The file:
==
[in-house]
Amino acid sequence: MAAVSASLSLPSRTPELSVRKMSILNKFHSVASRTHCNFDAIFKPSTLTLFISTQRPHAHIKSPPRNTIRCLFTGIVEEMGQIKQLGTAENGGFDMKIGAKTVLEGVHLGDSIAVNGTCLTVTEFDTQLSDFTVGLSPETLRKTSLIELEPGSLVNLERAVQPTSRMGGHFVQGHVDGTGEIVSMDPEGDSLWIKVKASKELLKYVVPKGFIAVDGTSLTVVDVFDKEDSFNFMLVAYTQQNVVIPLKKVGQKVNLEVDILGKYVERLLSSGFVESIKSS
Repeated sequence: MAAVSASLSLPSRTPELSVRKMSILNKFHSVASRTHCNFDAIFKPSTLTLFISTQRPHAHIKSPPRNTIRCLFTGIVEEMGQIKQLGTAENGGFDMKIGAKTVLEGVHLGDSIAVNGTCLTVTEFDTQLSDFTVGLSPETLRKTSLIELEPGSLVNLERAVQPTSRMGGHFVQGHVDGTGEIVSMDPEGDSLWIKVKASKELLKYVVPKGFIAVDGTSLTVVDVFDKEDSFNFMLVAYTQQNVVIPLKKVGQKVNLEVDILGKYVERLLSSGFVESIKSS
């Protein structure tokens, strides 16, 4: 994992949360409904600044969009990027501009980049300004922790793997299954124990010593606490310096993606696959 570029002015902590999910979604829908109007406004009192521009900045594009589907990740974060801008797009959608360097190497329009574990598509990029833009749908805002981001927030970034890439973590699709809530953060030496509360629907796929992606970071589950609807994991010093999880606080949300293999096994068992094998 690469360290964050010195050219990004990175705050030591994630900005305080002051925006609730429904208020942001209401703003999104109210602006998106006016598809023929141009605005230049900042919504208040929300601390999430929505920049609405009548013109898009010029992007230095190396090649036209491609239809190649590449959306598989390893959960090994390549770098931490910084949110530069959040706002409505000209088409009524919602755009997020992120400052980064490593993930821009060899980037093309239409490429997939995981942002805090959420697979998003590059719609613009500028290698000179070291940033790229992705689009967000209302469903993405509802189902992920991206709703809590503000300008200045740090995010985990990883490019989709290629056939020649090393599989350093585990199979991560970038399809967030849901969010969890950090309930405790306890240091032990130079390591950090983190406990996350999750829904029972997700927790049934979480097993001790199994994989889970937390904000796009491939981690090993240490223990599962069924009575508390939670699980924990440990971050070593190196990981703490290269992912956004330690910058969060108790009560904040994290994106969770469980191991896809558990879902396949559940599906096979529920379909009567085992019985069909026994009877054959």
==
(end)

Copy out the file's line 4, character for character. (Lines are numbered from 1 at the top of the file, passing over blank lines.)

């Protein structure tokens, strides 16, 4: 994992949360409904600044969009990027501009980049300004922790793997299954124990010593606490310096993606696959 570029002015902590999910979604829908109007406004009192521009900045594009589907990740974060801008797009959608360097190497329009574990598509990029833009749908805002981001927030970034890439973590699709809530953060030496509360629907796929992606970071589950609807994991010093999880606080949300293999096994068992094998 690469360290964050010195050219990004990175705050030591994630900005305080002051925006609730429904208020942001209401703003999104109210602006998106006016598809023929141009605005230049900042919504208040929300601390999430929505920049609405009548013109898009010029992007230095190396090649036209491609239809190649590449959306598989390893959960090994390549770098931490910084949110530069959040706002409505000209088409009524919602755009997020992120400052980064490593993930821009060899980037093309239409490429997939995981942002805090959420697979998003590059719609613009500028290698000179070291940033790229992705689009967000209302469903993405509802189902992920991206709703809590503000300008200045740090995010985990990883490019989709290629056939020649090393599989350093585990199979991560970038399809967030849901969010969890950090309930405790306890240091032990130079390591950090983190406990996350999750829904029972997700927790049934979480097993001790199994994989889970937390904000796009491939981690090993240490223990599962069924009575508390939670699980924990440990971050070593190196990981703490290269992912956004330690910058969060108790009560904040994290994106969770469980191991896809558990879902396949559940599906096979529920379909009567085992019985069909026994009877054959």